With his new album, The Goat Rodeo Sessions, Yo-Yo Ma has yet another chance to do what he loves most: share his music. Bach, bluegrass and jazz are just some of the inspirations for the 56-year-old cellist/composer’s collaborative project.
“Musicians’ egos are fragile,” he says, including his Sessions band mates, Chris Thile, Edgar Meyer and Stuart Duncan. “But [here] all the egos [were] in the right place.”
But music is only the “tip of the iceberg” of what Ma’s all about, says the 17-time Grammy winner. During a recent chat he revealed more:
He was teased as a kid:
With a name like Yo-Yo, he took plenty of knocks. “In the days when you’d call collect and the operator would [ask], ‘What’s your name?’ I’d say ‘Yo-Yo,’ ” says Ma, who was born in France to Chinese parents and raised in New York. “They’d say, ‘Oh come on, what’s your last name?’ I’d say ‘Ma’ and then they’d hang up on me.” Nicknames he endured: Oy Oy; Yo Squared, Yo-Yo go ’round the world. It builds character and you also take it lightly. You have to work with what you have.”
Practice isn't always fun, even for him:
“Sometimes you practice for an hour and the hour feels like 3 minutes; other times it could feel like 20 hours,” Ma says. “What I say to myself and to young children and to parents [is]: ‘It’s not about you have to practice but about turning that little switch on inside yourself that goes from ‘I have to do it’ to ‘I want to do it.’ That’s the essence of learning anything.”
He eats too much meat:
His guilty pleasures are “all the things that we’re not supposed to eat: anything fried, lots of beef.”
He didn't encourage his kids to play an instrument:
Today, both Emily, 28, and Nicholas, 26, play but are not professionals. “And that’s actually never the point — ‘You should go into what daddy does,’ ” says Ma, whose wife of over 30 years, Jill Horner, insisted they learn. “And thank goodness [she did] because they really love it.”
His life was almost cut short:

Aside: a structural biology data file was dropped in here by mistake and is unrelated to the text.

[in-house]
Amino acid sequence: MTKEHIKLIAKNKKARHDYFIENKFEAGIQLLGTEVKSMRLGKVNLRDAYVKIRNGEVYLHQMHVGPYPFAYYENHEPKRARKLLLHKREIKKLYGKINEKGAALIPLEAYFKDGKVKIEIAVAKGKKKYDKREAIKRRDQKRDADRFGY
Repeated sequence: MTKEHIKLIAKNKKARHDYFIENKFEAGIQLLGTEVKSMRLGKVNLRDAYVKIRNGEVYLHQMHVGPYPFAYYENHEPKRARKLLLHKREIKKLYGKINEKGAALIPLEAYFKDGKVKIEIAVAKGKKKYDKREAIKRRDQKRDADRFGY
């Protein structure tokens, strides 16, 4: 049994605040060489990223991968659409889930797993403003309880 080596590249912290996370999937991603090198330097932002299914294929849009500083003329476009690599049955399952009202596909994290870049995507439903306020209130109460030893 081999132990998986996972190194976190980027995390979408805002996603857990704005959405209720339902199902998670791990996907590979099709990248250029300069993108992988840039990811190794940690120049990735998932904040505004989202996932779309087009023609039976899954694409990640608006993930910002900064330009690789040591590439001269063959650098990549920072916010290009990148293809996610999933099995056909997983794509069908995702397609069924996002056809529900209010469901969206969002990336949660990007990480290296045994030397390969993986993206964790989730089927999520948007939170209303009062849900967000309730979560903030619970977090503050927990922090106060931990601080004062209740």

“I took six months off when I was 25 because I had major scoliosis in my back. My wife took me to the doctor. If she hadn’t done that I would be dead.”
He's a terrible driver:
“I love to drive but my record is not such that it is something that’s encouraged.”
He doesn't know where his Grammys are:
“I think some are in an office, but they’re not prominently displayed. I’m not downplaying getting Grammys and stuff like that, but [there are] more important [things] that are immeasurable,” such as his work integrating arts into schools through his Silk Road Connect, he says.
He first knew he was musically inclined at age five:
“When I was five I was happy when I could figure out something that requires left hand/right hand coordination.”
He's not perfect:
“I’m really, really great at procrastinating. I could be a world champion.”
His wife is "a saint":
“As a performer, you go up and down in terms of energy output. To look over 30 years, I was gone 20 of those. So she is both married to me and was a single parent. If she didn’t fully believe in this whole thing, I know I wouldn’t have been able to do what I have done.”
He listens to the radio:
Even though he has two iPods filled with music, “I listen to the radio because I can surf and come across things I don’t know,” he says. When he’s driving and he loves to “open the windows and blast out music” to stay alert.
He was a nerd as a kid but didn't know it:
“I came from a very structured family so I was not aware. Obviously I was a nerd in hindsight.”
Finding balance is harder than being a great musician.
“The hardest thing in life for everybody is to find equilibrium: the same is true in nature as in for humans. If you play too many concerts and you stop playing you can’t be in production mode all the time you have to have reflection time, everybody is challenged in this way these days. We need that in our country as much as we need it in ourselves, that kind of civic thinking and engagement I think is needed in all disciplines.”